Revenue Expected to Be Between $9.8 Billion and $10 Billion
SANTA CLARA, Calif., Sept. 8, 2005 – Intel Corporation expects revenue for the third quarter to be between $9.8 billion and $10 billion, as compared to the previous range of $9.6 billion to $10.2 billion. The company continues to see double-digit year-over-year growth driven primarily by strong demand for notebook PC platforms.
The third-quarter gross margin percentage is now expected to be 60 percent, plus or minus a point, and is expected to be slightly above the midpoint of the range. The previous expectation was 60 percent, plus or minus a couple of points.
Intel’s tax rate forecast for the third quarter was approximately 30.5 percent. The third-quarter tax rate is now expected to be impacted by additional taxes of approximately $250 million, plus or minus $25 million, related to a potential repatriation of approximately $6.3 billion of accumulated income earned abroad. The company’s tax rate forecast for the fourth quarter is unchanged at approximately 30.5 percent.
This Business Update is a scheduled update to the company’s Business Outlook for the quarter, which ends Oct. 1. Intel’s third-quarter Business Outlook was originally published in the company’s second-quarter 2005 earnings release, available at www.intc.com. The company will discuss this update during a public webcast at 2:30 p.m. PDT today at www.intc.com, with a replay available until Oct. 18.
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Intel, the world’s largest chip maker, is also a leading manufacturer of computer, networking and communications products. Additional information about Intel is available at www.intel.com/pressroom
This Business Update and the July 19 Business Outlook are forward-looking statements and involve a number of risks and uncertainties. This Business Update does not include the potential impact of any mergers, acquisitions, divestitures or other business combinations that may be completed after Sept. 7, 2005. Many factors could affect Intelâ€™s actual results, and changes from Intelâ€™s current expectations regarding such factors could cause actual results to differ materially. Intel presently considers the factors set forth below to be the important factors that could cause actual results to differ materially from Intelâ€™s published expectations. A more detailed discussion of these factors, as well as other factors that could affect Intelâ€™s results, is contained in Intelâ€™s SEC filings, including the report on Form 10-Q for the quarter ended July 2.
Intel operates in intensely competitive industries. Revenue and the gross margin percentage are affected by the demand for and market acceptance of Intel’s products; the availability of sufficient inventory to meet demand; pricing pressures and actions taken by Intelâ€™s competitors. Factors that could cause demand to be different from Intelâ€™s expectations include changes in customer order patterns, including order cancellations; changes in the level of inventory at customers; and changes in business and economic conditions.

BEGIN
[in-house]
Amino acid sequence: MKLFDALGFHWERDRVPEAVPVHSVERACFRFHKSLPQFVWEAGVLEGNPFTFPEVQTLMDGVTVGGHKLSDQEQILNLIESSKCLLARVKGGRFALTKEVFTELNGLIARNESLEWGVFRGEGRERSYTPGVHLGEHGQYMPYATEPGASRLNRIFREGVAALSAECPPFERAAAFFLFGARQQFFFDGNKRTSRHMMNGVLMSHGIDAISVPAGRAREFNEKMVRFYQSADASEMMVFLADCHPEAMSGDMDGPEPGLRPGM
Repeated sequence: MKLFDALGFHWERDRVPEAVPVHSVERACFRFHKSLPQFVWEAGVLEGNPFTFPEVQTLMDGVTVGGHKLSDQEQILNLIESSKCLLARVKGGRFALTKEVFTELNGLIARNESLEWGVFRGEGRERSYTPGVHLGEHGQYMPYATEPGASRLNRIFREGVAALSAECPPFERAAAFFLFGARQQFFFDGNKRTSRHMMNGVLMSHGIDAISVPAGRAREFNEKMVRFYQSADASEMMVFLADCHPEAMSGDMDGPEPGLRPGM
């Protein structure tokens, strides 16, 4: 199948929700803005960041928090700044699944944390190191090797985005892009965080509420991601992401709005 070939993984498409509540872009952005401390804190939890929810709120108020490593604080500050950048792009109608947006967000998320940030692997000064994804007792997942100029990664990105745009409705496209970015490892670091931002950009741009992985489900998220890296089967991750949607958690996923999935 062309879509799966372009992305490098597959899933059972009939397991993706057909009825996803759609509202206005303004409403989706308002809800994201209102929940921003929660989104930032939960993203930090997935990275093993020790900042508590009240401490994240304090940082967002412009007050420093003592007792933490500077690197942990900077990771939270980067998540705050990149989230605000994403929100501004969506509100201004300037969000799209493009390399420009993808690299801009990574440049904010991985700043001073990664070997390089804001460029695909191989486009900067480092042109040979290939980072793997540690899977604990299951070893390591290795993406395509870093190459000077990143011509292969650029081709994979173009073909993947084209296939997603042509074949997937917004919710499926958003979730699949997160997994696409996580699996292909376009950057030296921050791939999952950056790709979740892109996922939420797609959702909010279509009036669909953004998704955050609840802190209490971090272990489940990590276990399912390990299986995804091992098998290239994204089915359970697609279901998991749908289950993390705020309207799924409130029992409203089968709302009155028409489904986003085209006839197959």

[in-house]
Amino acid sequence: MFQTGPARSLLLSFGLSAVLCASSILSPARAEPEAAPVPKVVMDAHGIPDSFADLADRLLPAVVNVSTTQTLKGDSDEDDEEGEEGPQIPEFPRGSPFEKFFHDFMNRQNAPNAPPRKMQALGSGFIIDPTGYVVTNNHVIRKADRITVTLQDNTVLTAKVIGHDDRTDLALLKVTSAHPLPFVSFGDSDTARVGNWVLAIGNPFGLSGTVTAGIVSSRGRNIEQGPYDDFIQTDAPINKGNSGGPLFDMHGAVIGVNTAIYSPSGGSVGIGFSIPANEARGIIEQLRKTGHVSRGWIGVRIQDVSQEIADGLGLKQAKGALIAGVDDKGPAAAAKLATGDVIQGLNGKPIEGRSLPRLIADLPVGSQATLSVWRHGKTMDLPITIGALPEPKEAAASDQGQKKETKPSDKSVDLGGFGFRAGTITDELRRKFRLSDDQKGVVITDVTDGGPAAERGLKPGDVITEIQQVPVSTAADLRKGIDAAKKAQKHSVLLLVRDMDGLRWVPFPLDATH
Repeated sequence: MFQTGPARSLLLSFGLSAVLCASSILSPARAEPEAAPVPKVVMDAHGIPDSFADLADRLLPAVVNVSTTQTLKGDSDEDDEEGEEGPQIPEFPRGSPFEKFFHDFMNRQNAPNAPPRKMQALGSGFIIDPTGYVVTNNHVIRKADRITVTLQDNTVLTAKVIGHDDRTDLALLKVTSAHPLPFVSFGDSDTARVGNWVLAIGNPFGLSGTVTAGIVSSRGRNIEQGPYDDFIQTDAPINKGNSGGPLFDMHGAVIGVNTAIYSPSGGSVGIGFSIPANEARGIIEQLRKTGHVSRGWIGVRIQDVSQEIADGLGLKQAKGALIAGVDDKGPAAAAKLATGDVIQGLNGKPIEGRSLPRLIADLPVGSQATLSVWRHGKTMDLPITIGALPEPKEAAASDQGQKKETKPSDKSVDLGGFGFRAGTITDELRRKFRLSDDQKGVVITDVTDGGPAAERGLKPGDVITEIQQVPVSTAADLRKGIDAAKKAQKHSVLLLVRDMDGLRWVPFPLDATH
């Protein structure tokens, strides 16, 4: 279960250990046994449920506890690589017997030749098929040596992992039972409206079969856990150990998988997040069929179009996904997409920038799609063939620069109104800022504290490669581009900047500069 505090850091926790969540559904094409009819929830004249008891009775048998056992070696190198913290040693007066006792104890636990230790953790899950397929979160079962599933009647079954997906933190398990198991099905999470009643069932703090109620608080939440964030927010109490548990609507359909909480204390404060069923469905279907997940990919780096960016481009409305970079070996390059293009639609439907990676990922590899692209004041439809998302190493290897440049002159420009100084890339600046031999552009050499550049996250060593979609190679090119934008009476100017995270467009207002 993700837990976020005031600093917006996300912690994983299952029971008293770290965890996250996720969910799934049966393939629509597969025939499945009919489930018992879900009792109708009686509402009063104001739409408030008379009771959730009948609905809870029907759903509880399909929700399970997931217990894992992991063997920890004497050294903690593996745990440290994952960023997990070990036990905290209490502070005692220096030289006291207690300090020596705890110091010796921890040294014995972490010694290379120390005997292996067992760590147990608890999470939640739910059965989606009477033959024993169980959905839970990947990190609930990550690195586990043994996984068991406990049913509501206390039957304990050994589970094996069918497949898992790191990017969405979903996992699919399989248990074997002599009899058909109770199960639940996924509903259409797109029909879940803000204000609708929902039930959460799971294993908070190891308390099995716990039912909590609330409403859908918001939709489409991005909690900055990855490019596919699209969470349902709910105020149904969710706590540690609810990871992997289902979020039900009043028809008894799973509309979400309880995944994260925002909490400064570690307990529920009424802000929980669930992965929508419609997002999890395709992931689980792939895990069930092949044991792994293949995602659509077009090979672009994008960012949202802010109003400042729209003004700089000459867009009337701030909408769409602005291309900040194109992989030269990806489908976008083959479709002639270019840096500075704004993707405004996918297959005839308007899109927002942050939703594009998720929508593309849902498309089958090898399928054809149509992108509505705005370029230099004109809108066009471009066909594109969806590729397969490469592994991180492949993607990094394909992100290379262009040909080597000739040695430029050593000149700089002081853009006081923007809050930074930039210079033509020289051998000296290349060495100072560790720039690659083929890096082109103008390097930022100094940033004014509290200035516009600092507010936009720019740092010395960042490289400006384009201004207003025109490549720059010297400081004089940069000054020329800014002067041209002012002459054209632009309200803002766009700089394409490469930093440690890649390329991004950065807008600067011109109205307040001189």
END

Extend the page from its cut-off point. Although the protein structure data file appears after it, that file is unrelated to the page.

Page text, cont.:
The gross margin percentage could vary from expectations based on changes in revenue levels, product mix and pricing; variations in inventory valuation, including variations related to the timing of qualifying products for sale; excess or obsolete inventory; manufacturing yields; changes in unit costs; capacity utilization; impairments of long-lived assets, including manufacturing, assembly/test and intangible assets; and the timing and execution of the manufacturing ramp and associated costs, including start-up costs.
Expenses, particularly certain marketing and compensation expenses, vary depending on the level of demand for Intelâ€™s products and the level of revenue and profits.
The tax rate expectation reflects the impact of a potential repatriation of cash under the American Jobs Creation Act. The company currently expects to finalize its determination of whether, and to what extent, foreign earnings might be repatriated under the Jobs Act in September. The tax rate expectation is based on current tax law and current expected income and assumes Intel continues to receive tax benefits for export sales. The tax rate may be affected by the closing of acquisitions or divestitures; the jurisdiction in which profits are determined to be earned and taxed; changes in the estimates of credits, benefits and deductions; the resolution of issues arising from tax audits with various tax authorities; and the ability to realize deferred tax assets .
Gains or losses from equity securities and interest and other could vary from expectations depending on equity market levels and volatility; gains or losses realized on the sale or exchange of securities; impairment charges related to marketable, non-marketable and other investments; interest rates; cash balances; and changes in fair value of derivative instruments.
Intelâ€™s results could be impacted by unexpected economic, social and political conditions in the countries in which Intel, its customers or its suppliers operate, including security risks, possible infrastructure disruptions, fluctuations in foreign currency exchange rates, and the direct and indirect effects of natural disasters such as Hurricane Katrina.
Intelâ€™s results could also be affected by adverse effects associated with product defects and errata (deviations from published specifications), and by litigation or regulatory matters involving intellectual property, stockholder, consumer, antitrust and other issues, such as the litigation and regulatory matters described in Intelâ€™s SEC reports.
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